I went to hear a marketing/public relations expert make a pitch to writers the other night. My friend Susan Stoner, whose new book, Dry Rot, received a glowing review in our local newspaper, came with me. Both of us hoped to pick up a pointer or two on how to promote our works. The woman making the presentation was one of my social network acquaintances, though we’d never met.
The presentation was lively but it spread more humor than light. The tips were pedestrian: write a blog, put it on various social networks and work to brand your image, the way McDonalds brands itself with the golden arches. Branding, we were told, allows readers to know what to expect when they see our names on a book jacket.
As to her point about the efficacy of blogs, I remain dubious. I write a blog 5 days a week and have published nearly 2,000. But the woman standing at the lectern touting blogs, and who is a member of my social network, admits she’s never read a single one of mine — which makes my point. Getting people to read your blogs is as difficult as getting them to read your books. Worse, a blog competes for creative time. Only the famous profit from blogs and tweets.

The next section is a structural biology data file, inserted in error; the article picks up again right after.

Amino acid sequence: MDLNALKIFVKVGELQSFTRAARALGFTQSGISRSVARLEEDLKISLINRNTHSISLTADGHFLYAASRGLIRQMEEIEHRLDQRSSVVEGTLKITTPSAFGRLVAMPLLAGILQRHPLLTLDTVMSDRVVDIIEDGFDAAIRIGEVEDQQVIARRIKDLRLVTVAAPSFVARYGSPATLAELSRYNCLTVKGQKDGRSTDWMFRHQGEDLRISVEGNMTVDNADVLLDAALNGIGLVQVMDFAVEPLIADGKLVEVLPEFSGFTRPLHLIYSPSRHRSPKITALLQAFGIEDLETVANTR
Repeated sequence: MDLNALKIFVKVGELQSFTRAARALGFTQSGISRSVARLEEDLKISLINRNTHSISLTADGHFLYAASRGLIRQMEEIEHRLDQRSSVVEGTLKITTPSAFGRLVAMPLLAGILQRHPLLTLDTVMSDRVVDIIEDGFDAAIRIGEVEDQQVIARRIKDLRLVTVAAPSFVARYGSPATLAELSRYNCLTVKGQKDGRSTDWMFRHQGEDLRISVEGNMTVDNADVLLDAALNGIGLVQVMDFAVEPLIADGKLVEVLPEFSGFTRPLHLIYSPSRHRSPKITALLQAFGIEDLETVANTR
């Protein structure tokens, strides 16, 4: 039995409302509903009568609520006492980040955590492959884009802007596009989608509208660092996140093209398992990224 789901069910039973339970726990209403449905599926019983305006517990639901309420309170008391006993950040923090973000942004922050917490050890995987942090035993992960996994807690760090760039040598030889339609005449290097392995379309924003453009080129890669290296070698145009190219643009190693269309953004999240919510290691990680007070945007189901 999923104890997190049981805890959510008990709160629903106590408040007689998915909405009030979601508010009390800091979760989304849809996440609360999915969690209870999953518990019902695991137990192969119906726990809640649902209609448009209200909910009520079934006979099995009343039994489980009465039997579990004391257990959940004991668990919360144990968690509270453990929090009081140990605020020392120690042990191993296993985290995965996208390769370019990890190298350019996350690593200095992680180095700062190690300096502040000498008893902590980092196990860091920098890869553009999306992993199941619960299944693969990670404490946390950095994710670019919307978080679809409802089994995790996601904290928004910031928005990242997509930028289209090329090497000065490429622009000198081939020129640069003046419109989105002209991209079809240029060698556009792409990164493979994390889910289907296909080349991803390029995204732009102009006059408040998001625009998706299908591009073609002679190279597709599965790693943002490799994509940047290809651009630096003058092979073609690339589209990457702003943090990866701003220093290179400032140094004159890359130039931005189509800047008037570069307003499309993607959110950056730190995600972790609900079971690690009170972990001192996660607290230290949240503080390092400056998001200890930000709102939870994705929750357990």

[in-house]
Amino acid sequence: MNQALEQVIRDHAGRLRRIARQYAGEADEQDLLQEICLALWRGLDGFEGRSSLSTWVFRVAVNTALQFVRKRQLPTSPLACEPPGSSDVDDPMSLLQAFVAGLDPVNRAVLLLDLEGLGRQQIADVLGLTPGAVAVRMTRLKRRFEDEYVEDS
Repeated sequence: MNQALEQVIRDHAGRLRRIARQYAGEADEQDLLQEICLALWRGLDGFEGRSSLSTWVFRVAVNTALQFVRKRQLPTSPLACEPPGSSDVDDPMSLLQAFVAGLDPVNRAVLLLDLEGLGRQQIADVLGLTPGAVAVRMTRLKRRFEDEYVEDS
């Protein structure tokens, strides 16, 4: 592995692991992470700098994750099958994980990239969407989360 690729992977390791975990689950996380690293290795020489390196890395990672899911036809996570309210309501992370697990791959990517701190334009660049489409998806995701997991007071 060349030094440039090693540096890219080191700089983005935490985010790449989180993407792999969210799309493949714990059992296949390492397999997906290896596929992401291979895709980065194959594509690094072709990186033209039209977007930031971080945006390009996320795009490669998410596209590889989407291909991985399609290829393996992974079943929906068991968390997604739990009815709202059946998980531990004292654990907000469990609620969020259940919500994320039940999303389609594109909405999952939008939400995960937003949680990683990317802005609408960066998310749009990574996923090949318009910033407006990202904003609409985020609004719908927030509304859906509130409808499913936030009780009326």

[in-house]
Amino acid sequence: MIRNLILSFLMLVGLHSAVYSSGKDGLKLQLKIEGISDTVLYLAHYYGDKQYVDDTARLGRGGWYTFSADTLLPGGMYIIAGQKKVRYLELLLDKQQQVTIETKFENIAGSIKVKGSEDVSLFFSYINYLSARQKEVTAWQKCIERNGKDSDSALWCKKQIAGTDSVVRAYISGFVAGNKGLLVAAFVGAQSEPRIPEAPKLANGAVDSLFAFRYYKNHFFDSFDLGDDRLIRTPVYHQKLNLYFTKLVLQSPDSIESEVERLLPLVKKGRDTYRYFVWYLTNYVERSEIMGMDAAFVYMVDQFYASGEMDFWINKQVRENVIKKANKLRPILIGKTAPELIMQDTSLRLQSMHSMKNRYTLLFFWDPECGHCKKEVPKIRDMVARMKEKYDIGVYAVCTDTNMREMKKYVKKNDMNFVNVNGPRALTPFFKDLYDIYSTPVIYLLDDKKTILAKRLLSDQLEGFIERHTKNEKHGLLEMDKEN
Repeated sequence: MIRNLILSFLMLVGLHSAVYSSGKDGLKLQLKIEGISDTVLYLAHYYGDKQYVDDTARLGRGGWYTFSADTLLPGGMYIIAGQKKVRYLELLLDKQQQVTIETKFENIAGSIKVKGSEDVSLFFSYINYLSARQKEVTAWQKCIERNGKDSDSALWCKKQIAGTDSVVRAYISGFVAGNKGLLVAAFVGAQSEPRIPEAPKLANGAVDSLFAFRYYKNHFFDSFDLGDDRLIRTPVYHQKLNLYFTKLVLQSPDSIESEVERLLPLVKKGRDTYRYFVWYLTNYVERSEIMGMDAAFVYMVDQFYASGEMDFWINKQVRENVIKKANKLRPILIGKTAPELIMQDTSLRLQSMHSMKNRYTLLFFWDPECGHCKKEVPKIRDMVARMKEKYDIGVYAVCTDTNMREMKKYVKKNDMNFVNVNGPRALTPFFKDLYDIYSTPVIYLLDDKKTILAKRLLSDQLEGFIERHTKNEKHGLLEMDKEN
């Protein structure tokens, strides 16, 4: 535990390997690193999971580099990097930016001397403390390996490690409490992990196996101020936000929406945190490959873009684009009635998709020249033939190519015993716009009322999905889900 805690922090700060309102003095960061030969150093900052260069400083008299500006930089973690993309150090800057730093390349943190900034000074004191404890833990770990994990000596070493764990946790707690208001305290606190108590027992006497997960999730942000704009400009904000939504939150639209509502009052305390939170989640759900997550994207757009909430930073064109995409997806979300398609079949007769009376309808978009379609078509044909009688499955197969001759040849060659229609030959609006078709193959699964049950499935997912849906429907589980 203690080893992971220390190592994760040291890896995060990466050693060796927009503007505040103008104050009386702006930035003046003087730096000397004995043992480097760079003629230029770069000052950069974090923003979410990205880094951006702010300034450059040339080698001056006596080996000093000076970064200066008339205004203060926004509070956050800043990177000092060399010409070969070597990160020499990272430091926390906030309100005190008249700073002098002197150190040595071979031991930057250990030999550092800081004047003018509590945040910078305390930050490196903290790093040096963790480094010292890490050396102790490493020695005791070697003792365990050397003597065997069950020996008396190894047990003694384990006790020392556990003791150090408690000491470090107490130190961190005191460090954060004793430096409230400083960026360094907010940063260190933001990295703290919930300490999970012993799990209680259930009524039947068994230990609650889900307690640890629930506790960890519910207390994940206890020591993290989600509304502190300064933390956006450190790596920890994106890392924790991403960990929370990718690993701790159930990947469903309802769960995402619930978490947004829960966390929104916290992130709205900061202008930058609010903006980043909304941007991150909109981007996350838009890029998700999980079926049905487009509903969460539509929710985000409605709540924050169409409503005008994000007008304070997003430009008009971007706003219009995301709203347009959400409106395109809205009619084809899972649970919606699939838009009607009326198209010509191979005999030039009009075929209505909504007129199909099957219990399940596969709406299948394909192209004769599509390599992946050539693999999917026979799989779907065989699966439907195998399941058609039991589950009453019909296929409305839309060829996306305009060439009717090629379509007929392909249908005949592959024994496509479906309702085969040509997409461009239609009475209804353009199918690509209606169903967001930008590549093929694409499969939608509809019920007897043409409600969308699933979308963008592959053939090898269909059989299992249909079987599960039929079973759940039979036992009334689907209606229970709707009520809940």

Branding, rather than being a path to a writer’s successes lays a false trail. The theory is that if a writer brands himself, people will buy his work because they recognize him. I doubt it. I suspect that few, if any, reading this blog, can list the names of the first 5 writers on the current New York Times Best Seller fiction list. Branding means nothing unless people have read at least one of your books. The dilemma posed is like the one in the question, “Which came first, the chicken or the egg?” You have to be known to sell books; but you have to sell books to be known.
What I want from a marketer/PR person isn’t empty advice for which I am asked to pay dearly. I want action. I want to hear that he or she has connections: that I will be interviewed on the Tonight Show, Saturday Night Live or CBS news. I want to believe that he or she can get my books reviewed in the New York Times, Harper’s or the Atlantic Monthly. When a marketer/ PR person can do any of that, I’ll not only pay his or her exorbitant fee, I’ll mosey over to the OK corral and get myself branded with the steers, too.
(Courtesy of www.astrsean.com_